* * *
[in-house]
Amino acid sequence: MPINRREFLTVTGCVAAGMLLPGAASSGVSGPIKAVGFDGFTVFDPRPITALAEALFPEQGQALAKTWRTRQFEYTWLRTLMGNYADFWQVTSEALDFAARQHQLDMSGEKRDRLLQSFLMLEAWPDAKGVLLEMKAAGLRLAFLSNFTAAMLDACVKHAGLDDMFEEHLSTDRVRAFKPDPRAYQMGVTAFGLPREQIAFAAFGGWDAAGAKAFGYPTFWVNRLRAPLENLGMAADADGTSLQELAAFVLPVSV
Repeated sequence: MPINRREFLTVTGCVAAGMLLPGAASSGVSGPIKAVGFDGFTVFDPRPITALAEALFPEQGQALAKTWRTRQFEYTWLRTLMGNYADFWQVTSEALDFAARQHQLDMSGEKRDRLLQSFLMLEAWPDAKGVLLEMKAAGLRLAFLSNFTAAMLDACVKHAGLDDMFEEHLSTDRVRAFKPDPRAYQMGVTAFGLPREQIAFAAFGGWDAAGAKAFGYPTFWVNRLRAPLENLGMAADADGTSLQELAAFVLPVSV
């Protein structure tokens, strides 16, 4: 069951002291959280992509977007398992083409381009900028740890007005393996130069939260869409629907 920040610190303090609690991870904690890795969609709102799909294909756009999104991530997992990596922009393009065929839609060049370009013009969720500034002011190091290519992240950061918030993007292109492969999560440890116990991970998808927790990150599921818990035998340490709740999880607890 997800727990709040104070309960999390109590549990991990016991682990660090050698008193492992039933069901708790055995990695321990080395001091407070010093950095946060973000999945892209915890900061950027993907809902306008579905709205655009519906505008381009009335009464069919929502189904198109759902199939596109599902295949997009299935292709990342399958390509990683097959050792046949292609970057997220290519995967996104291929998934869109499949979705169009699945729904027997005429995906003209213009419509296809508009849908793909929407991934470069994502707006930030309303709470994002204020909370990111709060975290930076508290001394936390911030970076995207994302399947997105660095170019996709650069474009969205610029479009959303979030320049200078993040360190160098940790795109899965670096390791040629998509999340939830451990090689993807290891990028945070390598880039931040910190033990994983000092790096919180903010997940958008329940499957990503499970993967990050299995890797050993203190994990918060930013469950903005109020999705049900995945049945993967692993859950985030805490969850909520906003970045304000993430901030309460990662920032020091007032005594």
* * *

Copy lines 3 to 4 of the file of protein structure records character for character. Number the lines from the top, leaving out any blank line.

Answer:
Repeated sequence: MPINRREFLTVTGCVAAGMLLPGAASSGVSGPIKAVGFDGFTVFDPRPITALAEALFPEQGQALAKTWRTRQFEYTWLRTLMGNYADFWQVTSEALDFAARQHQLDMSGEKRDRLLQSFLMLEAWPDAKGVLLEMKAAGLRLAFLSNFTAAMLDACVKHAGLDDMFEEHLSTDRVRAFKPDPRAYQMGVTAFGLPREQIAFAAFGGWDAAGAKAFGYPTFWVNRLRAPLENLGMAADADGTSLQELAAFVLPVSV
């Protein structure tokens, strides 16, 4: 069951002291959280992509977007398992083409381009900028740890007005393996130069939260869409629907 920040610190303090609690991870904690890795969609709102799909294909756009999104991530997992990596922009393009065929839609060049370009013009969720500034002011190091290519992240950061918030993007292109492969999560440890116990991970998808927790990150599921818990035998340490709740999880607890 997800727990709040104070309960999390109590549990991990016991682990660090050698008193492992039933069901708790055995990695321990080395001091407070010093950095946060973000999945892209915890900061950027993907809902306008579905709205655009519906505008381009009335009464069919929502189904198109759902199939596109599902295949997009299935292709990342399958390509990683097959050792046949292609970057997220290519995967996104291929998934869109499949979705169009699945729904027997005429995906003209213009419509296809508009849908793909929407991934470069994502707006930030309303709470994002204020909370990111709060975290930076508290001394936390911030970076995207994302399947997105660095170019996709650069474009969205610029479009959303979030320049200078993040360190160098940790795109899965670096390791040629998509999340939830451990090689993807290891990028945070390598880039931040910190033990994983000092790096919180903010997940958008329940499957990503499970993967990050299995890797050993203190994990918060930013469950903005109020999705049900995945049945993967692993859950985030805490969850909520906003970045304000993430901030309460990662920032020091007032005594």